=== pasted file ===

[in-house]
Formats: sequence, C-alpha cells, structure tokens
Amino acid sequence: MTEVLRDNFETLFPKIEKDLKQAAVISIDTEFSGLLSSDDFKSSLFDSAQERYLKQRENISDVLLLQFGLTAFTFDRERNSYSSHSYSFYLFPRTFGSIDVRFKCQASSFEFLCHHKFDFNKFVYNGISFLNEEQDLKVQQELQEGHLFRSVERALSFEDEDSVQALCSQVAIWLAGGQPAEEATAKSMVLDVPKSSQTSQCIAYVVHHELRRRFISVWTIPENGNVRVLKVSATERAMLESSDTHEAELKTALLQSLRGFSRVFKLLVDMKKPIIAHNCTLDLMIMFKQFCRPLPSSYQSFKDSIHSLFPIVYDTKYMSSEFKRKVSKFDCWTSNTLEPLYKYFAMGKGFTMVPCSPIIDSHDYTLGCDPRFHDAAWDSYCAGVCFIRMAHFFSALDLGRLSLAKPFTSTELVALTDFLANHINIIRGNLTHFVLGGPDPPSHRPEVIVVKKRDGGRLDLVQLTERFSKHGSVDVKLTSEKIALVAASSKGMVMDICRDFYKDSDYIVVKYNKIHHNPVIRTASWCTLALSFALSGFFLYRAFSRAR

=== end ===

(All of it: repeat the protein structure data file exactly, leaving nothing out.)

[in-house]
Formats: sequence, C-alpha cells, structure tokens
Amino acid sequence: MTEVLRDNFETLFPKIEKDLKQAAVISIDTEFSGLLSSDDFKSSLFDSAQERYLKQRENISDVLLLQFGLTAFTFDRERNSYSSHSYSFYLFPRTFGSIDVRFKCQASSFEFLCHHKFDFNKFVYNGISFLNEEQDLKVQQELQEGHLFRSVERALSFEDEDSVQALCSQVAIWLAGGQPAEEATAKSMVLDVPKSSQTSQCIAYVVHHELRRRFISVWTIPENGNVRVLKVSATERAMLESSDTHEAELKTALLQSLRGFSRVFKLLVDMKKPIIAHNCTLDLMIMFKQFCRPLPSSYQSFKDSIHSLFPIVYDTKYMSSEFKRKVSKFDCWTSNTLEPLYKYFAMGKGFTMVPCSPIIDSHDYTLGCDPRFHDAAWDSYCAGVCFIRMAHFFSALDLGRLSLAKPFTSTELVALTDFLANHINIIRGNLTHFVLGGPDPPSHRPEVIVVKKRDGGRLDLVQLTERFSKHGSVDVKLTSEKIALVAASSKGMVMDICRDFYKDSDYIVVKYNKIHHNPVIRTASWCTLALSFALSGFFLYRAFSRAR